In the paragraph in question, the CCJ took pains to underline that the APNU+AFC government should now be considered to be a “caretaker government”, a reality that the government has tried hard to defy by applying terminologies such as “interim”. Any suggestion that the CCJ’s implied reference to Cabinet continuing presents the government with a lifeline should be immediately ruled out as it contradicts the very clear meaning of article 106 (6) of the Guyana Constitution which says that Cabinet, including the President, shall resign if the government is defeated by the vote of a majority of all the elected members of the National Assembly on a vote of confidence.
Anyone who paid the slightest attention to the presentations of the CCJ on June 18 and July 12 in relation to the motion of no confidence and the appointment of retired Justice Patterson as GECOM Chairman would know that the CCJ views the Guyana Constitution as sacrosanct and inviolable and the court would in no way derogate from it. One of the images seared in the consciousness of those who watched would have been the President of the court, Justice Saunders holding up a copy of the constitution to underline that it had to be adhered to.
It has been clear that since it felt hard done by the defection of one of its MPs, thereby handing the opposition a stunning victory on December 21 last year, the government will try every ploy it can think of to stay in office and defer elections particularly in light of the results of the November 12, 2018 local government polls and even if this means defiance of the constitution.
The Attorney General’s statement in the affidavit should be seen in the context of his inscribed role. He is the principal legal advisor to the government. It is ultimately President Granger who should be held fully accountable for his government’s clear defiance of the constitution requiring his and his Cabinet’s resignation and the convening of new General and Regional Elections in three months. Having been aware of the June 18, 2019 ruling of the CCJ affirming that the motion of no confidence was validly carried, it also remains President Granger’s constitutional obligation to ensure that elections are convened by September 18 or an extended date which would require the approval of the opposition. His naming of a date close to September 18 would give the Guyana Elections Commission time to begin planning for elections which the constitution already expects it to be ready for and the Commission also has access to article 162(2) which allows postponement of the election for some good reason.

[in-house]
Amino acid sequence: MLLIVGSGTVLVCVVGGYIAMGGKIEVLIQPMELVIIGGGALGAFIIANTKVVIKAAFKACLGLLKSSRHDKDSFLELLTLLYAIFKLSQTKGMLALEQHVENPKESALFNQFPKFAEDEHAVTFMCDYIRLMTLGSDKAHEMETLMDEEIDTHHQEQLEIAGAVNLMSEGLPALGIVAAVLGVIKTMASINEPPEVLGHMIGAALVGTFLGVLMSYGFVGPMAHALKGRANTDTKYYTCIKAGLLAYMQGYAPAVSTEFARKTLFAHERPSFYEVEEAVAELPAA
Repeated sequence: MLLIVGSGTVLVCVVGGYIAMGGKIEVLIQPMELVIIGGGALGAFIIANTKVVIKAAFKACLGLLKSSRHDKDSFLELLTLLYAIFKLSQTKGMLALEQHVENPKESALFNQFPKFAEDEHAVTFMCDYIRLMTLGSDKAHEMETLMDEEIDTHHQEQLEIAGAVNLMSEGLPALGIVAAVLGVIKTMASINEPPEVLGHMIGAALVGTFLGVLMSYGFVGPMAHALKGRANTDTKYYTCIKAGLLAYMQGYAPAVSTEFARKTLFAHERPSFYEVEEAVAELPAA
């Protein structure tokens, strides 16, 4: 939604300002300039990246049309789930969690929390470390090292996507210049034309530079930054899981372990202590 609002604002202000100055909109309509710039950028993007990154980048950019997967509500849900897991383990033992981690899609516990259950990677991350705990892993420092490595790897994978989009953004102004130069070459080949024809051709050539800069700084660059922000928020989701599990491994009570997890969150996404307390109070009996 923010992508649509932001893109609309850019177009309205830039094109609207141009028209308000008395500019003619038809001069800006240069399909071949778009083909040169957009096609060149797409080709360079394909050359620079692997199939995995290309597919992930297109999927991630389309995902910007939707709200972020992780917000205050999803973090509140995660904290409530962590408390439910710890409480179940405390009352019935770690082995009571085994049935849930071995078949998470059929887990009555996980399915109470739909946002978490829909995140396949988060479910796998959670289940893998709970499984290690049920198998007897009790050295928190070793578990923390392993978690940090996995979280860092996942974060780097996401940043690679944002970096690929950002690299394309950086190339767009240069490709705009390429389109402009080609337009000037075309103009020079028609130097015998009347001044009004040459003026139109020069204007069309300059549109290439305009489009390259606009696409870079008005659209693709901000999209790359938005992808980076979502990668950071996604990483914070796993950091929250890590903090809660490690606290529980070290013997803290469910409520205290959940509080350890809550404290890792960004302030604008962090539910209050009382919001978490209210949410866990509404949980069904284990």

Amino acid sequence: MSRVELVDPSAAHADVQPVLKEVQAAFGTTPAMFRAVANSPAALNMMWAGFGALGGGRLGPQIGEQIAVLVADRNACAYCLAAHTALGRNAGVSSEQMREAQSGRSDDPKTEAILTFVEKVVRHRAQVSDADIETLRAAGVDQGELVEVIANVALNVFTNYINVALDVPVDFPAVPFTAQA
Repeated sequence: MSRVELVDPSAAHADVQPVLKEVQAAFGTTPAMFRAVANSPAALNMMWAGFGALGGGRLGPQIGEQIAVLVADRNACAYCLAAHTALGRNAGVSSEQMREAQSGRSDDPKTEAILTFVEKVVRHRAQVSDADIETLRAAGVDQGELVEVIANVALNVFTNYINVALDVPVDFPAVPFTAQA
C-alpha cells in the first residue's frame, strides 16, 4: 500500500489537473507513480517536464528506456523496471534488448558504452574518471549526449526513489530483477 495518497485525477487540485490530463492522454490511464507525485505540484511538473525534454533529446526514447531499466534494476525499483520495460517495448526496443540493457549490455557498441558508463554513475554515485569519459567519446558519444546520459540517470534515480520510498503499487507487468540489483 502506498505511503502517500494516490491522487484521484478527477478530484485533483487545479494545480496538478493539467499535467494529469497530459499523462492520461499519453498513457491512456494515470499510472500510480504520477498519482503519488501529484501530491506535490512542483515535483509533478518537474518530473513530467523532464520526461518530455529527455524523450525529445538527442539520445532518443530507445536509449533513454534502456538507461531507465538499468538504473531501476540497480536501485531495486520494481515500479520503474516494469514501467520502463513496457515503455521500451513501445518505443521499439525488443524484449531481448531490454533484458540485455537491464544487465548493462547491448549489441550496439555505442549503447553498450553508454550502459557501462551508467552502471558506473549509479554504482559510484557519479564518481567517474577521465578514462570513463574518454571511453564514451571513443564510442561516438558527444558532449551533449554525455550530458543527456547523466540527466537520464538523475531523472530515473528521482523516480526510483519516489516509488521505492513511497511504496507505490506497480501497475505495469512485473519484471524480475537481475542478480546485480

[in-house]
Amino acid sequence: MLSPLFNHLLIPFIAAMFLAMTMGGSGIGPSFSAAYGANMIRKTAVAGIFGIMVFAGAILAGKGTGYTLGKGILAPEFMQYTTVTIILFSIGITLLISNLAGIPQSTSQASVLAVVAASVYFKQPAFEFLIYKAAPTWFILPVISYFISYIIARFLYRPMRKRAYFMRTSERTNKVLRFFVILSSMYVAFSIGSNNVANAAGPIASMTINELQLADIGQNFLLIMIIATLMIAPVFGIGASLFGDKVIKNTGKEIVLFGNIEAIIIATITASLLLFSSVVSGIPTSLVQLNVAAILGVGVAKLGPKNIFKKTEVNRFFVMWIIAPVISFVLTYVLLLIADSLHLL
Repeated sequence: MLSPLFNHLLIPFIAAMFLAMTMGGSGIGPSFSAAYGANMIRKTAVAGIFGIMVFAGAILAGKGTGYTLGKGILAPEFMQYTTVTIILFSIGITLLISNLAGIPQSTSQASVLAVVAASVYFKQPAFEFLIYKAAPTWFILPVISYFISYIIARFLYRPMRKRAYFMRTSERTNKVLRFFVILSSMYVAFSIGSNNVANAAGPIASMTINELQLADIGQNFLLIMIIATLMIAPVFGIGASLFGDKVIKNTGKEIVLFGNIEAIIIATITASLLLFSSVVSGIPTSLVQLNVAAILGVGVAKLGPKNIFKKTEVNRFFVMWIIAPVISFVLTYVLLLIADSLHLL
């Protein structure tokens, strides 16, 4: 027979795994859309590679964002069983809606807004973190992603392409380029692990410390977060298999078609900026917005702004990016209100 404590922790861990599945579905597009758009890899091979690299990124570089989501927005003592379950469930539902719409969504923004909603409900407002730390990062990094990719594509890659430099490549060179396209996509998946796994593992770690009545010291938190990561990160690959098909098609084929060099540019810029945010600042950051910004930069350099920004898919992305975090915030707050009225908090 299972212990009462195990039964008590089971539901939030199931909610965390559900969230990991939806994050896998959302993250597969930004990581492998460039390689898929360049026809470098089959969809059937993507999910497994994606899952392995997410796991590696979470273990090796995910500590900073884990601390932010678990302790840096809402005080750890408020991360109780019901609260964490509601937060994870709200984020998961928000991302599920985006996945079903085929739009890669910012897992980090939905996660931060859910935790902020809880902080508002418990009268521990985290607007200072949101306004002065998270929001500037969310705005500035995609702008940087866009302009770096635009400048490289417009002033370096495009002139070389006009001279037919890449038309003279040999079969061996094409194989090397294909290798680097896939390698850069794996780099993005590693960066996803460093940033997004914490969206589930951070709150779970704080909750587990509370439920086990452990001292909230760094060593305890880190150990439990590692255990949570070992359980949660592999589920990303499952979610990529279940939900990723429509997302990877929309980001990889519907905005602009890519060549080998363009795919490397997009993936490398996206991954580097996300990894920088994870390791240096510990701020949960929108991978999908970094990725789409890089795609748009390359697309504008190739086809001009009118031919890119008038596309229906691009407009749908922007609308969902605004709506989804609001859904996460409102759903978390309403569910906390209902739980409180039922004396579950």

By continuing to defy the constitution, President Granger and his government are further entrenching divisions in the country. While lofty affidavits may be issued in reams to the courts at every level, the President and his government have shown no intention of assuaging the concerns of nearly half of the electorate which didn’t vote for it in 2015 and who believe that new elections should have been called by a caretaker government.
In addition, President Granger’s government is prolonging the state of suspended animation that Guyana is presently in. There has not been a functioning parliament since January. Legislation and regulations for the oil and gas industry will be left in abeyance until a fully empowered government is in place. No major agreements can be concluded or policies enunciated. Relations with major partners in the international community also face a downgrading.
By defying the constitution and its clear meaning and enabling roadblocks to the new general elections that must be held, President Granger has also left the country at risk of being sanctioned for unconstitutional behaviour with the attendant consequences. There is a clear risk of that at the Commonwealth which has taken stringent steps over the years for its members to abide by the tenets of the 1991 Harare Declaration. Pressure will no doubt also build within CARICOM.
President Granger must act urgently to comply fully with the terms of articles 106(6) and 106(7) otherwise he would have further undermined the country’s democratic values and constitutional governance.